In her Alaska Dispatch News commentary published Dec. 2, "Ridding Alaska of honey buckets is a good but all too familiar goal," Elise Patkotak paints a bleak picture of the sanitary conditions in rural Alaska, which is true, because many village residents still must haul water and use honey buckets. However, in other villages, sanitary systems have been installed and health conditions are improving. So is the glass half full of dirty water or clean water? A little more information will help the readers decide.
Before demonstrating how much sanitary conditions have improved across rural Alaska, I'd like to relate a story, though not as personal as the experience Patkotak had in Barrow 40 years ago. In January this year, the head of our agency, Patrice Kunesh (who is Lakota and grew up on the Standing Rock Sioux Reservation), traveled from Washington, D.C., to visit rural Alaska villages and make significant funding announcements.
Among the villages Kunesh visited along with USDA StrikeForce National Coordinator Max Finberg was Kwethluk, and she shared her experience: "Upon inviting me into her spotlessly clean house, a 90-year-old woman embraced me, then wept and apologized for the stench of the overflowing 'honey bucket,' sitting imposingly in her tiny bathroom. In the sink was another small bucket of grey water. Leaning into her, I told her that it was I who should apologize to her. Max and I were deeply moved by the reality that such conditions could persist in 21st Century America. We are so proud of USDA's on-going work in Kwethluk of installing a new waste water system to mitigate such dire sanitation conditions and that her tiny house will be hooked up to the system by the end of the summer."
Our agency's newsletter recently reported that the woman Kunesh visited in January now has indoor plumbing, soon to be hooked to a new village system. Interestingly, the picture associated with Patkotak's opinion on ADN.com shows honey buckets and sewage bunkers in Pitkas Point. I don't know if any museum has accepted the honey buckets from Pitkas Point but they are no longer in the village. To great celebration, the village was connected to running water and piped sewer in September 2011 thanks to federal and state funding, and coordination by the Alaska Native Tribal Health Consortium.
Locating opinions in their full context is important because a bleak and inaccurate picture of these conditions can create a feeling of hopelessness, and that is never good. Also, there are many professionals in federal and state agencies, regional health organizations, engineering and construction firms, nonprofit organizations, members of Congress and the Alaska Legislature, villages and others who are committed to addressing this challenge. It is a shame to not acknowledge their dedication and success.
Sanitation funding for rural Alaska goes back to just after statehood. The Indian Health Service was the sole source of funding throughout the '60s. In 1970, the Village Safe Water program was created by the Legislature to "assist rural communities in the planning, designing and constructing sanitation improvements." State funding was sporadic in the '70s, while regular funding continued from IHS. When Prudhoe Bay oil revenues hit the state treasury in the 1980s, state funding came yearly and increased, including healthy legislative earmarks.
Contributions from HUD began in the mid-'80s and continued for 15 years. In the '90s, the EPA began funding rural sanitation and continues today, albeit at declining levels. In 1992, Sen. Ted Stevens created the Rural Alaska Village Grant program, which continues to provide funding through my agency, USDA-Rural Development. Since 1960, more than $2.2 billion in federal and state funds has been used to address Alaska's rural sanitation challenges. Today, funding continues from the state, IHS, EPA and USDA but has declined by more than 50 percent from 2004, while construction costs continue to escalate.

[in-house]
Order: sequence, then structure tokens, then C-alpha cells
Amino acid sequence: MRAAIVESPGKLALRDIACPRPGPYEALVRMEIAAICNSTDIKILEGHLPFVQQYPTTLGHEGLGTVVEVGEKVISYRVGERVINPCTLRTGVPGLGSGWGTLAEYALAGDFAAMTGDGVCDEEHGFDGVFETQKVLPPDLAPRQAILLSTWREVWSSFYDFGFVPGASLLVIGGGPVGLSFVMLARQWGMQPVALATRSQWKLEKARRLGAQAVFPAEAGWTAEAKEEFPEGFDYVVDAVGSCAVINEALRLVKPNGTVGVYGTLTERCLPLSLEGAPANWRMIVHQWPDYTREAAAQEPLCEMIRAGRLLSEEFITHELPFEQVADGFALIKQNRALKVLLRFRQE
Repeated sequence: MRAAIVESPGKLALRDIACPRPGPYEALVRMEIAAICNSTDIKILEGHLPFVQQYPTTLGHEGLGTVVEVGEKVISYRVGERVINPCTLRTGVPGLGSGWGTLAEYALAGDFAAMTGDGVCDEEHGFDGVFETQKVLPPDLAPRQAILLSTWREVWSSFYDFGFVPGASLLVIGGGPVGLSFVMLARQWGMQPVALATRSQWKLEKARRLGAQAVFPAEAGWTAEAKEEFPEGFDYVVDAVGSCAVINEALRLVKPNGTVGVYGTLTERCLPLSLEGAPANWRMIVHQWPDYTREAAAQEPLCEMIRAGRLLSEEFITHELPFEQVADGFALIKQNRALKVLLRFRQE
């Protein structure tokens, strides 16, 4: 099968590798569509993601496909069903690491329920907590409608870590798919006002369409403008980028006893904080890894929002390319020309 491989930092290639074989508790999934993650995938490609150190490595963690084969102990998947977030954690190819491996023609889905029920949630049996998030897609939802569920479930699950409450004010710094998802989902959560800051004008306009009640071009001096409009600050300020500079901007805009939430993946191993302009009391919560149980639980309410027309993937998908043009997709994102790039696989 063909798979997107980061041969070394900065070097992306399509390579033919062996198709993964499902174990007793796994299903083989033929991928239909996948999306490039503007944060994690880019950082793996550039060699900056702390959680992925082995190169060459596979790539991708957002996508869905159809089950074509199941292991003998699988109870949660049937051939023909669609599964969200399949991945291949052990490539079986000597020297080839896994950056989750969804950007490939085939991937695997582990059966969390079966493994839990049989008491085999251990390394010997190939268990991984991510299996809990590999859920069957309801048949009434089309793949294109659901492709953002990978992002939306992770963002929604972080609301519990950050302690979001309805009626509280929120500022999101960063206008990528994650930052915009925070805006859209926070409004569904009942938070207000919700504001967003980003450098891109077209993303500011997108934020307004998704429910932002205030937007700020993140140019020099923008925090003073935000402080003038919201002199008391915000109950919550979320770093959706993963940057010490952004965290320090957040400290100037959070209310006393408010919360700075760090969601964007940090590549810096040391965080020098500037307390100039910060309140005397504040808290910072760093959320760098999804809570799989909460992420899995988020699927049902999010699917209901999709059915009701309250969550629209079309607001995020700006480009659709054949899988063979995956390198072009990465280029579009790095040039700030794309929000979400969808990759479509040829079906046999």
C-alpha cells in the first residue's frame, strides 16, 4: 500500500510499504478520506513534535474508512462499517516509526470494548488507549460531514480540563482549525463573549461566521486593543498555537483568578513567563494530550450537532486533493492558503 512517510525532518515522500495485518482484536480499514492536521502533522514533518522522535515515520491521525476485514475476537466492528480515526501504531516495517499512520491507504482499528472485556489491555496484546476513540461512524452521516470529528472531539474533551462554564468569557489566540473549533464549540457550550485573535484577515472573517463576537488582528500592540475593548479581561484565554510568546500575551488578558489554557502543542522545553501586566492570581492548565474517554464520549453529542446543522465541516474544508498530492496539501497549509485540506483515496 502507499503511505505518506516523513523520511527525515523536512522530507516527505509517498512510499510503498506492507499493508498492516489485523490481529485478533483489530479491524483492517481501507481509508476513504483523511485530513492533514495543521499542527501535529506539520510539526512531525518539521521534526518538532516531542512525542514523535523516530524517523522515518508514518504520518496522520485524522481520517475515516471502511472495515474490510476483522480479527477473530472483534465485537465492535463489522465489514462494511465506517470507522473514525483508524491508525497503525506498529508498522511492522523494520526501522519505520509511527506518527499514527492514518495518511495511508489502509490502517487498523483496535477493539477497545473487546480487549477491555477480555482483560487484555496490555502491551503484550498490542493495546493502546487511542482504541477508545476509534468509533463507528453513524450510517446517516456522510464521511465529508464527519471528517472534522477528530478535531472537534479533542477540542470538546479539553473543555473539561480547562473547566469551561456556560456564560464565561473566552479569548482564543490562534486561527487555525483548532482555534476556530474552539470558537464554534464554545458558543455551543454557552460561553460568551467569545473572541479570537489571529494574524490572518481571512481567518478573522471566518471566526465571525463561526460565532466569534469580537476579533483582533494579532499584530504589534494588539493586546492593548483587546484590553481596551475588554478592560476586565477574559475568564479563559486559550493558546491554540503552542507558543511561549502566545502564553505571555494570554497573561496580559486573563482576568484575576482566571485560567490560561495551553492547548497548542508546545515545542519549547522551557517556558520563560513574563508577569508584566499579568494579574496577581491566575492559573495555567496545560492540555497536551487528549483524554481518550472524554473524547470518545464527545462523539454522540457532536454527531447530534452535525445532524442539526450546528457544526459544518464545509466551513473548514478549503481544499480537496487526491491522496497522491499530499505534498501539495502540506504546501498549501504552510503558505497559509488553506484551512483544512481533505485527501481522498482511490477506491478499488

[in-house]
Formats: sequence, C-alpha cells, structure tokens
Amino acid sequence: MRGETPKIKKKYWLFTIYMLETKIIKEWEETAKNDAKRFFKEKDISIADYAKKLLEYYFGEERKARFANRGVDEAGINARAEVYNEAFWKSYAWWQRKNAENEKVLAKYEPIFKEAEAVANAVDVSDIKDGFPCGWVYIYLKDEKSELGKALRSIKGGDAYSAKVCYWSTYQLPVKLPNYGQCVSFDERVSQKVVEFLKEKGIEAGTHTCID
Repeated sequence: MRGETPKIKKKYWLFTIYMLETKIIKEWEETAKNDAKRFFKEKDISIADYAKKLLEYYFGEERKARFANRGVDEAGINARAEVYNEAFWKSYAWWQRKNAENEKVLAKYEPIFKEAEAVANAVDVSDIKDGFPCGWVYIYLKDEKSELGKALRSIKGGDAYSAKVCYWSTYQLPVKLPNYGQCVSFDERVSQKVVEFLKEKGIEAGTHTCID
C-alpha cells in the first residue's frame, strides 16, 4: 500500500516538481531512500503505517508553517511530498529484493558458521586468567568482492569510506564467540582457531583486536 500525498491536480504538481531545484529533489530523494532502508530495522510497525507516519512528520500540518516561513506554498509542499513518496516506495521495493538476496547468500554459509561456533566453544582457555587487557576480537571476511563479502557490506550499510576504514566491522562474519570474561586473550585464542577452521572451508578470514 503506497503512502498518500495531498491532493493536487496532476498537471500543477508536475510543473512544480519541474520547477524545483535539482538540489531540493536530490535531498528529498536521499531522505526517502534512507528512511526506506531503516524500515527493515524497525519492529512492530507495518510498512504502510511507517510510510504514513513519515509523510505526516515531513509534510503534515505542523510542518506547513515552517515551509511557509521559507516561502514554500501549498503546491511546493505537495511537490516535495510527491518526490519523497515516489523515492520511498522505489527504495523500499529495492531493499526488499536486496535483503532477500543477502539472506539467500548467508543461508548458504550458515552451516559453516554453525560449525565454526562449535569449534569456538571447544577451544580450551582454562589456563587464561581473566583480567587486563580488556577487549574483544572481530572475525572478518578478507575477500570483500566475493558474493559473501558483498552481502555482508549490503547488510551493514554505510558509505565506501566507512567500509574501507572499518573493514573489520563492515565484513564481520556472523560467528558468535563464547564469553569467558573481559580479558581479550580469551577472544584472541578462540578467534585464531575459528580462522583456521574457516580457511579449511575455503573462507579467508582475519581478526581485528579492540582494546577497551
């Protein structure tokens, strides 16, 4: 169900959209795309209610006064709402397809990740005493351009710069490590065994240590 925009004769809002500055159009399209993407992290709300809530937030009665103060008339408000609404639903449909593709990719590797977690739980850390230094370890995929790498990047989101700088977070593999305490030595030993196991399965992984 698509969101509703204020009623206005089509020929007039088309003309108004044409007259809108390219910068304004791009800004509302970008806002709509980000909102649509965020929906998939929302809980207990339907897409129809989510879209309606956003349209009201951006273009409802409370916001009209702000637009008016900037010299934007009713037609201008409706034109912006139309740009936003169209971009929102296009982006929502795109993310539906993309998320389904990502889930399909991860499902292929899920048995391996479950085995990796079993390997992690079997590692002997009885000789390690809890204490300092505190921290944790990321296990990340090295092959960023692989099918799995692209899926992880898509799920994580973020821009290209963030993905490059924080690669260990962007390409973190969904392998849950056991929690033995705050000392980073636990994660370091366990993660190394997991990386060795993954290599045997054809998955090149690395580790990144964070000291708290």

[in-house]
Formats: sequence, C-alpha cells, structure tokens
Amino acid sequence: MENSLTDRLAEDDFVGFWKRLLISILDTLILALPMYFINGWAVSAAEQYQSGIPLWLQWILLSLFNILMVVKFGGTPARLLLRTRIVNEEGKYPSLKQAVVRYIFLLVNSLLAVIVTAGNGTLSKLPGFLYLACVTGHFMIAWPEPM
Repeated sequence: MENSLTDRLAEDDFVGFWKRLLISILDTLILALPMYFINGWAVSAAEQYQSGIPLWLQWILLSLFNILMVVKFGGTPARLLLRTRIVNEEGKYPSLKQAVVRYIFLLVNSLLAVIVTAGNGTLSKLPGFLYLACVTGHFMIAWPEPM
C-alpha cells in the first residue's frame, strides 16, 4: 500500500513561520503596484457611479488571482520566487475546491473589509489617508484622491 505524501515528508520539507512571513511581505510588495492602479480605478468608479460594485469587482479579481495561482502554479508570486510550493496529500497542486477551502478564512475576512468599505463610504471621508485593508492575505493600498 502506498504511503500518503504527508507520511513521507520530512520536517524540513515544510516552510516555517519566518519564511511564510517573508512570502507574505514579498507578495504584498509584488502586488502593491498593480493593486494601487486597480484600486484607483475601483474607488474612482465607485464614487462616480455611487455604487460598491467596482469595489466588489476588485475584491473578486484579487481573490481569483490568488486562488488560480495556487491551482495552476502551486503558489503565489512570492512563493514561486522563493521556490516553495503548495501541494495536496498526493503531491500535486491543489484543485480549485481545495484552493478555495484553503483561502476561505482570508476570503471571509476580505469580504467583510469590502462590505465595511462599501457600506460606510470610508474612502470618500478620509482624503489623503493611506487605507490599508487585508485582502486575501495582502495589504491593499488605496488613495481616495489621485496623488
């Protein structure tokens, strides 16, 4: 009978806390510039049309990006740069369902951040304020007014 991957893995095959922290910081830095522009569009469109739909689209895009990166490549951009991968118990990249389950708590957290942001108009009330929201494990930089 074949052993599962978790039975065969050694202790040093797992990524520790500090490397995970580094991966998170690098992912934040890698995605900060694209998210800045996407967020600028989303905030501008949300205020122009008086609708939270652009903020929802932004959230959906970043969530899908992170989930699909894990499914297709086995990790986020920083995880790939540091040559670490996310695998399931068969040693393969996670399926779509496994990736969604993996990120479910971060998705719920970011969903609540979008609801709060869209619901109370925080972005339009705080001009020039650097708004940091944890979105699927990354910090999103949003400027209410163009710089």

With these investments, have conditions improved in the past 40 years? Certainly. Are further improvements necessary? No doubt. In 1970, approximately 15 percent of rural homes had running water and flush toilets. Today, more than 80 percent of rural homes have these services that urban residents take for granted. While these improvements are encouraging, problems still exist. There are 36 villages still unserved by sanitary systems. In other communities, the older systems have reached the end of their useful life and need upgrades, expansion or replacement.
More than 50 years of experience has taught some lessons regarding the construction and maintenance of rural sanitation systems. A common complaint is that some systems were too costly to build, and too expensive and complex to operate and maintain. "Over-engineered" is a phrase I like to use. With declining funding, increased costs and continuing dire sanitation conditions, there must be a new approach to meeting village needs. In response, the state DEC has created the "Alaska Water and Sewer Challenge." Joint venture teams of engineers, innovators, sociologists and rural residents are competing to develop new, affordable and sustainable in-home water and systems, which will be tested in the lab and field.
The public needs to know there has been substantial progress made year after year. If putting the honey bucket in the museum means every honey bucket, the goal is probably too ambitious. However, we have come a long way in addressing sanitation problems in rural Alaska but we still have a ways to go. We certainly can make progress, and we have to, because there is no more fundamental government service than protecting public health.
Jim Nordlund is a 32-year resident of Alaska, former legislator and current Alaska state director of USDA Rural Development, which has invested $229 million in rural sanitation over the past six years.